By Sam Schanfarber
Close your eyes and flash back five years to Hurricane Katrina. Picture the chaos, panic, and sheer destruction you witnessed on your television. Our nation tuned in as the storm unleashed her full force on New Orleans, destroying their homes and lives, while the government was doing very little to aid them. Inspired by their plight, millions, including me, donated to relief efforts like The Red Cross. As a result, however, well-intentioned relief organizations now know how to exploit a population’s weakness—panic—and are not afraid to use it.
Photo by www.historygallery.com
This year, as Hurricane Earl crept up the Eastern Seaboard, the hundreds of well-meaning relief foundations and emergency product suppliers suddenly saw an opportunity to rake in donations—or profits—via panic. Millions of dollars poured into The Red Cross, and households spent even more on ridiculously unnecessary items like emergency generators and bottled water. While the fundraising organizations may have meant well, they made it seem as if we were simultaneously awaiting a tsunami, hurricane, and a devastating blizzard. Five days later, birds chirped over the hum of 400-watt diesel generators.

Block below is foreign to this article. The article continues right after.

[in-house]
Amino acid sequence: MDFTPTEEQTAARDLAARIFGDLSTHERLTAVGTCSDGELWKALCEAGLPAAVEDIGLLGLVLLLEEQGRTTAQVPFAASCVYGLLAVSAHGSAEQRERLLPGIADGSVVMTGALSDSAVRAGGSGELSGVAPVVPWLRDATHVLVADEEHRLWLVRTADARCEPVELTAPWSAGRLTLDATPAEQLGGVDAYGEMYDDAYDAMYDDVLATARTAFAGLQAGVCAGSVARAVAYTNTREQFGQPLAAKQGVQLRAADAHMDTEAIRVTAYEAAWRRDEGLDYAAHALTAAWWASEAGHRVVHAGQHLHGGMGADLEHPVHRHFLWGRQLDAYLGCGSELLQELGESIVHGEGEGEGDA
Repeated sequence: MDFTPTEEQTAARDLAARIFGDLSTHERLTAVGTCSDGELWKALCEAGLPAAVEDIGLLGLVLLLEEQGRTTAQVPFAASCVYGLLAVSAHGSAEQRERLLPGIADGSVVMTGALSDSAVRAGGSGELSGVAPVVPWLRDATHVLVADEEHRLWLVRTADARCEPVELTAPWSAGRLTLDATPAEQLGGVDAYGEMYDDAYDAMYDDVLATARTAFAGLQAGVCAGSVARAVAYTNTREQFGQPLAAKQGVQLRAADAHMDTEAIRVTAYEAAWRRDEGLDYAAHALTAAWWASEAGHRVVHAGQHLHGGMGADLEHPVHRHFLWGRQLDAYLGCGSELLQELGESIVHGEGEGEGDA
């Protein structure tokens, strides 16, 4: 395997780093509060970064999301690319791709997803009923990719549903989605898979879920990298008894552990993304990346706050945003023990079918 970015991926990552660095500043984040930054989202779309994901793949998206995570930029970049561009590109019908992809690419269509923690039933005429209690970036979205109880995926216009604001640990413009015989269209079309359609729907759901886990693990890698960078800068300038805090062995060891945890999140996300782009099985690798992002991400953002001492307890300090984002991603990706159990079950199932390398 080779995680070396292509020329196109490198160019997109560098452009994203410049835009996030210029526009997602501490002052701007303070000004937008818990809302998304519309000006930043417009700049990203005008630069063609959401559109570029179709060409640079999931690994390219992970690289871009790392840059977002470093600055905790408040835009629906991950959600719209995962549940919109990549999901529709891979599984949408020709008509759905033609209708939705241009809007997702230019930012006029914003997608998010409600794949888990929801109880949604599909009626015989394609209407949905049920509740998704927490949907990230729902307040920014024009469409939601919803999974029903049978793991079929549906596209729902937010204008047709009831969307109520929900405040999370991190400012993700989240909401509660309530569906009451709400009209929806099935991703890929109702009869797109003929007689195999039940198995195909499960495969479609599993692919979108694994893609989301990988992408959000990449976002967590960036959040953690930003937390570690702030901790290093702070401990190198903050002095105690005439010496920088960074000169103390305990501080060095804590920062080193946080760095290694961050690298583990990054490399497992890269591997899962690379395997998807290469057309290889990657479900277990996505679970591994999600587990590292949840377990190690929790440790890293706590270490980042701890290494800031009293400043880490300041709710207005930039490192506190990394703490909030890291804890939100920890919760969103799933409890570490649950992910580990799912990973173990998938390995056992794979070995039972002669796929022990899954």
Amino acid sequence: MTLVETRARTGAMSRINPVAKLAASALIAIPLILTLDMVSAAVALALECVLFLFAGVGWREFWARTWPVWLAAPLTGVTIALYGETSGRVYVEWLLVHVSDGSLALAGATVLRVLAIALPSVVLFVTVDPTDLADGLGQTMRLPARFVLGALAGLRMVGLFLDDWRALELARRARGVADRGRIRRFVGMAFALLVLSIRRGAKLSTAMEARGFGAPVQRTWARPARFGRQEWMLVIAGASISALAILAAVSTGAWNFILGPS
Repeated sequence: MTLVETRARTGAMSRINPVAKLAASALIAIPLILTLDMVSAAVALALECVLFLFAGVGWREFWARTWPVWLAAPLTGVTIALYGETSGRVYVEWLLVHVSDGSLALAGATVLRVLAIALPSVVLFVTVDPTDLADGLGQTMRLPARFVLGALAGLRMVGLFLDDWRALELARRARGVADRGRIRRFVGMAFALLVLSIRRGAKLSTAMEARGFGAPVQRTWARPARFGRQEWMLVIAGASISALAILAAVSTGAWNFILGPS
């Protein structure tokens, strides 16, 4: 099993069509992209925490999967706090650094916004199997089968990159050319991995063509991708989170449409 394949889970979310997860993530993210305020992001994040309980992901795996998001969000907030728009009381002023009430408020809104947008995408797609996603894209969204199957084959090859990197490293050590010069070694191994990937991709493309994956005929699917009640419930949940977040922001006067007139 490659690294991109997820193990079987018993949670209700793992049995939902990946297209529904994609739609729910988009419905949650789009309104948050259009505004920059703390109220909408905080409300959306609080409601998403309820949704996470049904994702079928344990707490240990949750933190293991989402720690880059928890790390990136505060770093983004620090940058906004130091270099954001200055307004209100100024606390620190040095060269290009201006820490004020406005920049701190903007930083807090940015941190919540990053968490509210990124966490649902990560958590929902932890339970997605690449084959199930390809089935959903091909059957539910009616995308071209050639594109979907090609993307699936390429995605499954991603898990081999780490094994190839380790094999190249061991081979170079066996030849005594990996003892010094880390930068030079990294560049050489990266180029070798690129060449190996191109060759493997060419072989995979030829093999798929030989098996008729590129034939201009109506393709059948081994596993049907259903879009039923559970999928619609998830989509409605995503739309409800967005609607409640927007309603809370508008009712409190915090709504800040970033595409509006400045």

By exploiting natural disasters, companies have found a way to create a buzz big enough to attract spenders. After observing the consequences of inadequate preparation during Katrina, thousands of frenzied citizens purchased supplies by the dozens. While the money donated to relief organizations this fall was probably money well spent in the long run, using the hurricanes as motivation was still morally corrupt and wrong on many levels. Fomenting false panic to generate a profit is arguably the zenith of wrongdoing, and is in no way acceptable.
However, we are partly to blame. We are, after all, the ones who donated our pocket change to The Red Cross as if we were purchasing Hurricane Insurance. We’re the ones who needlessly helped carry three cases of Aquafina to the car. We’re the ones who followed the hurricane watch like it was the O.J. Simpson trial (the first one). We East Coasters showed everyone that we not only know how to prepare but also become overly fearful of natural disasters. As a population, we demonstrated how to be wooed by shaky-voiced news anchors and well-spoken supplies salesmen. Hopefully, the next hurricane won’t leave us with $2,500 worth of freeze-dried meals.